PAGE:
Sure, I loved When Harry Met Sally as much as everyone else in America did, but, when it came out, I don’t think I understood the significance of what you were doing. At the age of nineteen, I just thought, Wow, I loved that movie. And, of course, I thought the same thing any young person thinks when they see or read something that makes them feel they’ve gotten a glimpse of what real grown-up love looks like. I thought, I want to grow up. I want to fall in love. I want a relationship like that. What I didn’t think about after I saw When Harry Met Sally or any of your other early movies—because I didn’t know—was the fact that you were one of only a handful of women writing and making movies for major Hollywood studios and that you were doing so in an industry that was and still is totally dominated by men. I know that now (in truth, I’ve known it for several years), but I’m sorry I didn’t appreciate your accomplishments sooner.

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Molly McCaffrey at 19, not yet appreciating Ephron

I did know I liked your female characters. I liked Sally. I liked Annie and Becky. I rooted for Rachel. I admired the hell out of Karen Silkwood. And I always loved Julia. I also knew I could relate to these women. But I wasn’t smart enough back then—remember I was still a teenager when I was first introduced to your work—to recognize how rare it was to find a female lead in a movie whom I liked or to whom I could relate. I thought there would be plenty of them. But, boy, was I wrong. Now I know how wrong I was. Now I know how hard it is to encounter a strong, independent female lead in a film, and I want to thank you for giving me so many over the years.

I also didn’t know back then how difficult it is to write the way you did. To write like you’re whispering into the reader’s ear rather than like you’re screaming into it. To write about things as simultaneously mundane and vital as finding the right apartment or raising your kids. You made it look so easy that I didn’t understand what an accomplishment that really was. And after seven years of studying writing in graduate school—seven years, Nora!—I finally learned that the way you wrote isn’t something we should take for granted. Not only does writing like that not come easy, it also takes courage to have the kind of authorial voice that doesn’t say, Hey, look at me, I’m smarter than everyone else! Or Hey, look at me! What I’m writing about is so big and important! No, you wrote in a regular way about regular things, and I’m sorry, too, that I didn’t give you enough credit for that when I was younger.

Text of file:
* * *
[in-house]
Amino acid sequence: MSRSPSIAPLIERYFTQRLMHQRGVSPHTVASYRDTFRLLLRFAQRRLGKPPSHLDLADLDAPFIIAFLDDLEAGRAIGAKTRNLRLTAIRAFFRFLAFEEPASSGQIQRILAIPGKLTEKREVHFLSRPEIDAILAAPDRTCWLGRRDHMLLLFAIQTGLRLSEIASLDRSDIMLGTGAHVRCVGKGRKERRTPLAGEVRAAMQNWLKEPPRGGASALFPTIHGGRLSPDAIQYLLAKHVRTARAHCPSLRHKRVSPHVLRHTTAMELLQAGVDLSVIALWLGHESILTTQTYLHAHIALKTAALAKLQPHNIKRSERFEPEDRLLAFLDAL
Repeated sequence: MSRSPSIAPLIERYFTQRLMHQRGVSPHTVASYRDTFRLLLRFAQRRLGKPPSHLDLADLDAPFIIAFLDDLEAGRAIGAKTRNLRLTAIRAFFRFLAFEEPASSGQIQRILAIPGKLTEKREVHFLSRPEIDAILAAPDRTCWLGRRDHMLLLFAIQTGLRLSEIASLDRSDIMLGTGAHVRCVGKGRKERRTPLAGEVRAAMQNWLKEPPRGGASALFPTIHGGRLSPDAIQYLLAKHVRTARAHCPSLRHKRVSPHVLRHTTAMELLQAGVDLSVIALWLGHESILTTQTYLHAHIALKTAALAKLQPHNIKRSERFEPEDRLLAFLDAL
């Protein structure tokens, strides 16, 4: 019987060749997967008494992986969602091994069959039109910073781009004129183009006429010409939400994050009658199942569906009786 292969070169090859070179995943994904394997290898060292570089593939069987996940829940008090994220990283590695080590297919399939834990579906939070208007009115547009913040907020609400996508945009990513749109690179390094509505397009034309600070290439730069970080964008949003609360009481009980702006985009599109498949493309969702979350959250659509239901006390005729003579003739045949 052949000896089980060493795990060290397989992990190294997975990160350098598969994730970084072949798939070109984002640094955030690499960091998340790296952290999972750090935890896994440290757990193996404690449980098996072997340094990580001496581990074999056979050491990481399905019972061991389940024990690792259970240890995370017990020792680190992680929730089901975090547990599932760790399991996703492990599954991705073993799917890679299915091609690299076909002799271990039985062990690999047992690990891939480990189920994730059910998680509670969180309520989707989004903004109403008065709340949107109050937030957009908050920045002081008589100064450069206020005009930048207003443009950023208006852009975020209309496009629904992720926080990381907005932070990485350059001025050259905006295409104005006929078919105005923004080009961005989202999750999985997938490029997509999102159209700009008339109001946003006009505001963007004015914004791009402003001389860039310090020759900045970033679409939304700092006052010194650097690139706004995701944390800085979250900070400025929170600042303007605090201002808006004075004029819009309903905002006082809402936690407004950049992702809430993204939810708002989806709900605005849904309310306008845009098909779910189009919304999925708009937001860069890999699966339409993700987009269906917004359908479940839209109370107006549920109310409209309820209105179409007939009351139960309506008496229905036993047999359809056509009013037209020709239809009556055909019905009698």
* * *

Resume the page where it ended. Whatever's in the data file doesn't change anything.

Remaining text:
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Nora Ephron

I certainly didn’t know how hard it was to get people to pay attention to stories about women because I grew up during the height of the women’s movement with a mother who dragged me to every feminist play or talk she could find. So, when I was young, it felt like those stories were everywhere. And I thought they always would be. But then I grew up and learned that not every woman wanted to be called a feminist, and I understood how lucky I was to have women like you (and my mother) in my life.

I guess what I’m saying is I didn’t know how difficult it would be just to be myself. And that’s why I so appreciate having a role model who has shown me how to do just that. Because you were always yourself, Nora—as a writer, as a spouse, as a mother, as a person. Sometimes when I worry about my career (which is really most of the time), I think about women like you who stayed true to themselves and still made it, and, for a few short minutes, I feel better about my future.

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Molly McCaffrey today